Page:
A celebrity endorsement

Where do cultural icons get their political fix?

Production on the NS culture desk this week has slowed to a crawl as we explore the riches on offer over at the Archived Music Press blog. Some dedicated soul has scanned in pages from old issues of Melody Maker and the New Musical Express, dating from the late 1980s to the mid-1990s.

A niche area, you might think, but this was a time when the UK music press was a more adventurous beast than it is today. Amid the bad puns and profiles of long-forgotten bands such as Menswear or Lush (whose single an interviewer breathlessly describes as "the 'Wake Up Boo!' of 1996 . . .") there is loads of passionate, clever and wilfully subjective writing.

Among the highlights are Caitlin Moran's interview with Courtney Love in 1994; David Stubbs's prescient review of Oasis's (What's the Story) Morning Glory?, which deconstructed the band's schtick just as everybody else was going crazy for them; and Everett True's review of a Tricky and P J Harvey gig in 1995. You can also see the work of acclaimed photographers such as Kevin Cummins, whose work we've recently featured.

Oh! But what's this? A 1988 interview with the Fall's Mark E Smith where, in between diatribes on Britain's north-south divide and the state of Labour (good reading for anyone in the current, opposition-bound party), he delivers this choice soundbite:

"When I want to read politics, I buy New Statesman, it's as simple as that."

Daniel Trilling is the Editor of New Humanist magazine. He was formerly an Assistant Editor at the New Statesman.

BBC/Chris Christodoulou
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Proms 2016: Violinist Ray Chen was the star of a varied show

The orchestra soaked up his energy in Bruch's first violin concerto to end on a triumphal note. 

Music matters, but so does its execution. This was the lesson of a BBC Symphony Orchestra and BBC Symphony Chorus programme which combined both a premiere of a composition and a young violinist’s first performance at the Proms.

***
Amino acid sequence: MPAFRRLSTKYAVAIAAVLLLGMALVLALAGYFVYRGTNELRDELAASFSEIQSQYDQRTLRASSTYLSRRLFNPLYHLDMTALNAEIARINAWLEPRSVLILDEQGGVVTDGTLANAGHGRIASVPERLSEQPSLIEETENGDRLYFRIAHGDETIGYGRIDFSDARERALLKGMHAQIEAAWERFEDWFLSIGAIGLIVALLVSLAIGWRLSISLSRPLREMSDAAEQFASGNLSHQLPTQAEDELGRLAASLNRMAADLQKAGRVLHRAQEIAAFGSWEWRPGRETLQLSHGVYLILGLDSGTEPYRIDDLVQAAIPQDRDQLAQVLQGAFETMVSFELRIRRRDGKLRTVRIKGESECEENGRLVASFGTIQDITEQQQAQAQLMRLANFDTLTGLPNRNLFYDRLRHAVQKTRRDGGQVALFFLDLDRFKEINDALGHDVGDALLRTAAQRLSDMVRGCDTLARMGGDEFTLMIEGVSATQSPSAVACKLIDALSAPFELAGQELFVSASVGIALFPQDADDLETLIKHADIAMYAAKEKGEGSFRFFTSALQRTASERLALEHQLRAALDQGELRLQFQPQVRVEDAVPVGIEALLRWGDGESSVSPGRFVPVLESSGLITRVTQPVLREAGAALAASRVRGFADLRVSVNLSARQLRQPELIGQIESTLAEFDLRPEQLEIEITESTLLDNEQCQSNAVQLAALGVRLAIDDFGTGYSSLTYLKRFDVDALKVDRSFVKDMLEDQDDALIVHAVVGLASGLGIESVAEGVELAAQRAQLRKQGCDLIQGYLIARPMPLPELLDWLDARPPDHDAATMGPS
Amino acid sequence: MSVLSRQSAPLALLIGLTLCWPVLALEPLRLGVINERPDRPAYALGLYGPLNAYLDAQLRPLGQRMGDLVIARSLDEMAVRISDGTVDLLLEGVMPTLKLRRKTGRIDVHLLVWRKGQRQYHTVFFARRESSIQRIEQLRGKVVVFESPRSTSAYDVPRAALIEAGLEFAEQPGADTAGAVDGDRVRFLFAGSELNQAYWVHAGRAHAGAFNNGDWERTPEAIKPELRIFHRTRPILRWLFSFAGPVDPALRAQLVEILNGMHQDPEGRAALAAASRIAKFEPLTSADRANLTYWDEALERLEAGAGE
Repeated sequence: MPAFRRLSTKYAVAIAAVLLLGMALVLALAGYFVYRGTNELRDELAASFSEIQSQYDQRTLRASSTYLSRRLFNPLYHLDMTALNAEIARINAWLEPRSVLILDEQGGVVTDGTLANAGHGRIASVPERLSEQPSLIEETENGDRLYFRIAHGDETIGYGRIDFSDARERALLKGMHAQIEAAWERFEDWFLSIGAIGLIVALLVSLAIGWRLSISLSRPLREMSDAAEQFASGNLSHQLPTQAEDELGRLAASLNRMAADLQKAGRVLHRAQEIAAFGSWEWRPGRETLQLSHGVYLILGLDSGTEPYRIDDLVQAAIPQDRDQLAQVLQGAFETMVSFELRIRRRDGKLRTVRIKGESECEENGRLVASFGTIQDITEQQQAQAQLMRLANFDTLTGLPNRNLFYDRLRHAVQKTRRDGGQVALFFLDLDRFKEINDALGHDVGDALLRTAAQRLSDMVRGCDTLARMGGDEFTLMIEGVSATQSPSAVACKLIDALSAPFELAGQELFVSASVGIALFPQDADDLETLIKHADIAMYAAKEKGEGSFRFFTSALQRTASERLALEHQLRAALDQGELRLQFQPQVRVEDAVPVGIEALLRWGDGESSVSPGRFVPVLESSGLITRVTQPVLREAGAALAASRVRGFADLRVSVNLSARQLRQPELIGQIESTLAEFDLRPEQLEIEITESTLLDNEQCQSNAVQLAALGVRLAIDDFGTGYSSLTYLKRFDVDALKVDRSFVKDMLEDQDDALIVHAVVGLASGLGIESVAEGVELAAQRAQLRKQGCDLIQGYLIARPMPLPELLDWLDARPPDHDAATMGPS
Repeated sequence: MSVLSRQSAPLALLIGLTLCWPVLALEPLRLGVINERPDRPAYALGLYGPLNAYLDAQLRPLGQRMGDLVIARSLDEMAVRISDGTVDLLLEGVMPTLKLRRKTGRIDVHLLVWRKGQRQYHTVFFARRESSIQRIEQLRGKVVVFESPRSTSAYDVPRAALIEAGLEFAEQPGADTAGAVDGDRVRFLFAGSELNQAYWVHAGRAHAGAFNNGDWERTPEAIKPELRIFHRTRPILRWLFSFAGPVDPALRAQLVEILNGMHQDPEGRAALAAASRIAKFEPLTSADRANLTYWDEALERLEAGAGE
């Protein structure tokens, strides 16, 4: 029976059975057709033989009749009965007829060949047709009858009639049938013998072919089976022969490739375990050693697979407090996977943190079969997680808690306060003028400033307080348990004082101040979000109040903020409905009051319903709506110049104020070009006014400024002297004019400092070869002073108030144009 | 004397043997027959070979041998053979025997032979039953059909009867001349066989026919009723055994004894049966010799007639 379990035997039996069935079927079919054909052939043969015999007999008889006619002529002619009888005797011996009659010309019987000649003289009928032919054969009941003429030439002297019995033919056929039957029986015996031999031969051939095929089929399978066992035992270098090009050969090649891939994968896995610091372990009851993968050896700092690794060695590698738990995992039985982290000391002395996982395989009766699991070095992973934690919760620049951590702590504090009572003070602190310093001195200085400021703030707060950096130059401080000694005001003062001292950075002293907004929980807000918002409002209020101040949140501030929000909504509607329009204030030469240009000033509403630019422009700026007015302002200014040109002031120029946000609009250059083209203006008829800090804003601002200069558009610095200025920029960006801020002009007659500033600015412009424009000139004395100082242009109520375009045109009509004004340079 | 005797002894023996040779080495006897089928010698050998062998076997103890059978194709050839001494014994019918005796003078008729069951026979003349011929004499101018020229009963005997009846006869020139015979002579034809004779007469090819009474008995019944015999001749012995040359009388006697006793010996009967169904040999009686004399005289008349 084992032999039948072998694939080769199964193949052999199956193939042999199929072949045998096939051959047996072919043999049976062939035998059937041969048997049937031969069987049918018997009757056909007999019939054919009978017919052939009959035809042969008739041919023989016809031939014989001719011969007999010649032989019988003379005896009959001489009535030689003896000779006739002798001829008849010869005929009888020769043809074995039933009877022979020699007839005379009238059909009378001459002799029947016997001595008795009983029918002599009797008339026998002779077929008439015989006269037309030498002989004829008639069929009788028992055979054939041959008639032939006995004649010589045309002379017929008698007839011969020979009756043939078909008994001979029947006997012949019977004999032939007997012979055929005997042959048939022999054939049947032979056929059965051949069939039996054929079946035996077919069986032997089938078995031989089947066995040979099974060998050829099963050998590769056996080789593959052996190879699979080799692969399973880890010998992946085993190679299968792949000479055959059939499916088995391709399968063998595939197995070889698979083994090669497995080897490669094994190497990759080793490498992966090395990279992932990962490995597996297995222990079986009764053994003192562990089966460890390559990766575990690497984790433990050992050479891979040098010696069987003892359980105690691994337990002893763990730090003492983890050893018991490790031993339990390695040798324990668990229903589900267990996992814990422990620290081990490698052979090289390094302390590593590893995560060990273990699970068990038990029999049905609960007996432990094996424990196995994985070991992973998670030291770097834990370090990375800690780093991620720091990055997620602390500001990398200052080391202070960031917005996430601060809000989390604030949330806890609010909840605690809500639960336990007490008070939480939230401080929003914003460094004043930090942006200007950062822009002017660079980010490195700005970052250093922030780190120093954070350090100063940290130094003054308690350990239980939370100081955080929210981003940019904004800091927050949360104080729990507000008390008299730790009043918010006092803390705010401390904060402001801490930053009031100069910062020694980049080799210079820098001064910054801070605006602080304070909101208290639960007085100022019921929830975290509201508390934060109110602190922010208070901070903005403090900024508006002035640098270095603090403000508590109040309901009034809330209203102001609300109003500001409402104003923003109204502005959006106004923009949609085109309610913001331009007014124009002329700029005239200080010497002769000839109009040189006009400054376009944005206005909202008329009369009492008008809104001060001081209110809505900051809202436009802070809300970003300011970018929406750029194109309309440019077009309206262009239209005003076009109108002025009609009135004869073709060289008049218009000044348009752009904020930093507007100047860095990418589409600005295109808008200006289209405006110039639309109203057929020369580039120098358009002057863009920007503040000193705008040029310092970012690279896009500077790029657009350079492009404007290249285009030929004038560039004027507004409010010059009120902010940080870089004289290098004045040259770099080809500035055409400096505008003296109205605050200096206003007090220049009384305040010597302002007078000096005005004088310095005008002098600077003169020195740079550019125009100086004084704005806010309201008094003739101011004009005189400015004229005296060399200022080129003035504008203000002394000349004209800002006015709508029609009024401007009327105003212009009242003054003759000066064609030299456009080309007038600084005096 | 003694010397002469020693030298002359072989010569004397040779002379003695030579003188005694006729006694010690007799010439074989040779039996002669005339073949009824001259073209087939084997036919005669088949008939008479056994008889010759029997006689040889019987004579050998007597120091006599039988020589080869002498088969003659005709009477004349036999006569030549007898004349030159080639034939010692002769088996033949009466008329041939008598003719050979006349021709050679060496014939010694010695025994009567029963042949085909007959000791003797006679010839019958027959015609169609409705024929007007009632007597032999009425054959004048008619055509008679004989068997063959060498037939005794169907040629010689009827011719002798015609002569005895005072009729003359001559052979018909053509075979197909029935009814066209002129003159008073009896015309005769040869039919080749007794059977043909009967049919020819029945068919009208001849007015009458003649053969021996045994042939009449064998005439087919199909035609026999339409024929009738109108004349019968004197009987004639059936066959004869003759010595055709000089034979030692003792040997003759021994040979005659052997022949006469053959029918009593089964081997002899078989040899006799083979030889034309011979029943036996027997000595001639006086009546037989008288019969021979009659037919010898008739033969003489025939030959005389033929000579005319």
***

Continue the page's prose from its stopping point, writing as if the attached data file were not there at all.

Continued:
The concert, conducted by Sir Andrew Davis, opened with Tchaikovsky’s symphonic fantasy The Tempest, a lesser-known sibling to his Romeo and Juliet overture. The orchestra got off to a fidgety start, with some delayed entries, but fell into line in time for the frenetic chromatic runs that drive the piece. The end, a muted pizzicato, was suitably dramatic. 

Another nature-inspired piece followed – Anthony Payne’s composition for chorus and orchestra, Of Land, Sea and Sky. Payne drew on his memory of watching of white horses appearing to run across water, as well as other visual illusions. At the world premiere, the piece began promisingly. The chorus rolled back and forth slowly over scurrying strings with an eerie singing of “horses”. But the piece seemed to sink in the middle, and not even the curiosity of spoken word verse was enough to get the sinister mood back. 

No doubt much of the audience were drawn to this programme by the promise of Bruch violin concerto no. 1, but it was Ray Chen’s playing that proved to be most magnetic. The young Taiwanese-Australian soloist steered clear of melodrama in favour of a clean and animated sound. More subtle was his attention to the orchestra. The performance moved from furious cadenza to swelling sound, as if all players shared the same chain of thought. Between movements, someone coughed. I hated them. 

Ray Chen in performance. Photo: BBC/Chris Christodoulou

Chen’s playing had many audience members on their feet, and only an encore appeased them. It was his first time at the Proms, but he'll be back. 

The orchestra seemed to retain some of his energy for Vaughan Williams’ Toward the Unknown Region. Composed between 1904 and 1906, this is a setting of lines by the US poet Walt Whitman on death, and the idea of rebirth.

The orchestra and chorus blended beautifully in the delicate, dark opening. By the end, this had transformed into a triumphal arc of sound, in keeping with the joyful optimism of Whitman’s final verse: “We float/In Time and Space.” 

This movement from hesitancy to confident march seemed in many ways to capture the spirit of the concert. The programme had something for everyone. But it was Chen’s commanding performance that defined it.